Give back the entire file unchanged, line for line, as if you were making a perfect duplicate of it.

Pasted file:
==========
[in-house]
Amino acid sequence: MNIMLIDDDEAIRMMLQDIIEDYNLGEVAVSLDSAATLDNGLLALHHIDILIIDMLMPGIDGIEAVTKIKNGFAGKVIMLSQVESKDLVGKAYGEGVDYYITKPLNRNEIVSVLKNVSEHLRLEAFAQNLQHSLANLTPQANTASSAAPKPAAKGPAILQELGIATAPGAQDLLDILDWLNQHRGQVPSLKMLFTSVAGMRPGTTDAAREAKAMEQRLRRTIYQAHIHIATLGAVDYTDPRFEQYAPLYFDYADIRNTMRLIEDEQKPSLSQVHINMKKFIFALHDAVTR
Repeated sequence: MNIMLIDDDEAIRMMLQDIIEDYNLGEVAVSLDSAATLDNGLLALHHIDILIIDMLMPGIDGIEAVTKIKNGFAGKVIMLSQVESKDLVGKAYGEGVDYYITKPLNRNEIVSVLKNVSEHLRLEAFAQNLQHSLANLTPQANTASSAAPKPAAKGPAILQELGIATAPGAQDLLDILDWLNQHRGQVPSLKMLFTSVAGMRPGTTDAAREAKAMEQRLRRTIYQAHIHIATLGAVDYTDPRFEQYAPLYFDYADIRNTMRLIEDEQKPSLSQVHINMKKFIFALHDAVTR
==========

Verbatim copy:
[in-house]
Amino acid sequence: MNIMLIDDDEAIRMMLQDIIEDYNLGEVAVSLDSAATLDNGLLALHHIDILIIDMLMPGIDGIEAVTKIKNGFAGKVIMLSQVESKDLVGKAYGEGVDYYITKPLNRNEIVSVLKNVSEHLRLEAFAQNLQHSLANLTPQANTASSAAPKPAAKGPAILQELGIATAPGAQDLLDILDWLNQHRGQVPSLKMLFTSVAGMRPGTTDAAREAKAMEQRLRRTIYQAHIHIATLGAVDYTDPRFEQYAPLYFDYADIRNTMRLIEDEQKPSLSQVHINMKKFIFALHDAVTR
Repeated sequence: MNIMLIDDDEAIRMMLQDIIEDYNLGEVAVSLDSAATLDNGLLALHHIDILIIDMLMPGIDGIEAVTKIKNGFAGKVIMLSQVESKDLVGKAYGEGVDYYITKPLNRNEIVSVLKNVSEHLRLEAFAQNLQHSLANLTPQANTASSAAPKPAAKGPAILQELGIATAPGAQDLLDILDWLNQHRGQVPSLKMLFTSVAGMRPGTTDAAREAKAMEQRLRRTIYQAHIHIATLGAVDYTDPRFEQYAPLYFDYADIRNTMRLIEDEQKPSLSQVHINMKKFIFALHDAVTR